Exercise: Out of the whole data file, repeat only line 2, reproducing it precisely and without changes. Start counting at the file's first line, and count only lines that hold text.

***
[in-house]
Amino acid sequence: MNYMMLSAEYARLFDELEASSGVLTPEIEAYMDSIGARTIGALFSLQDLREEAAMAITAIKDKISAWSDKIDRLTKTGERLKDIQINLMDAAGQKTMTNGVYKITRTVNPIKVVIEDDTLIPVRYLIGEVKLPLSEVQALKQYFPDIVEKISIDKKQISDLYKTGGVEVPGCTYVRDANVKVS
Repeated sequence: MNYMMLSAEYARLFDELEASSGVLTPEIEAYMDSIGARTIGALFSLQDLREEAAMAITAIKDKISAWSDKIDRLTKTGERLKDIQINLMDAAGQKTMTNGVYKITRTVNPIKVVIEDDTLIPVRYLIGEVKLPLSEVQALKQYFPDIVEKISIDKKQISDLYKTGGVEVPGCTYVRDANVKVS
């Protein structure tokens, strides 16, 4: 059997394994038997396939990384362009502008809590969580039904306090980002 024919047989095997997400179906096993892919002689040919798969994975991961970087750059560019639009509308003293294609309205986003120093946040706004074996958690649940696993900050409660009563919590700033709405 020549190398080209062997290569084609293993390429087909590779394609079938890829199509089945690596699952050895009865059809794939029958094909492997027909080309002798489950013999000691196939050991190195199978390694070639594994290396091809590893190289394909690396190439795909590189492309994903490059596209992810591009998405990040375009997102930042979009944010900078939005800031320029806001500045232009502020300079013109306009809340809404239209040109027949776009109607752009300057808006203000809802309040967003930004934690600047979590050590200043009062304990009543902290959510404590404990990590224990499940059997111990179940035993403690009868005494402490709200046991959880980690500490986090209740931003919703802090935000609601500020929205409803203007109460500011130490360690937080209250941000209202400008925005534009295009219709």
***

Amino acid sequence: MNYMMLSAEYARLFDELEASSGVLTPEIEAYMDSIGARTIGALFSLQDLREEAAMAITAIKDKISAWSDKIDRLTKTGERLKDIQINLMDAAGQKTMTNGVYKITRTVNPIKVVIEDDTLIPVRYLIGEVKLPLSEVQALKQYFPDIVEKISIDKKQISDLYKTGGVEVPGCTYVRDANVKVS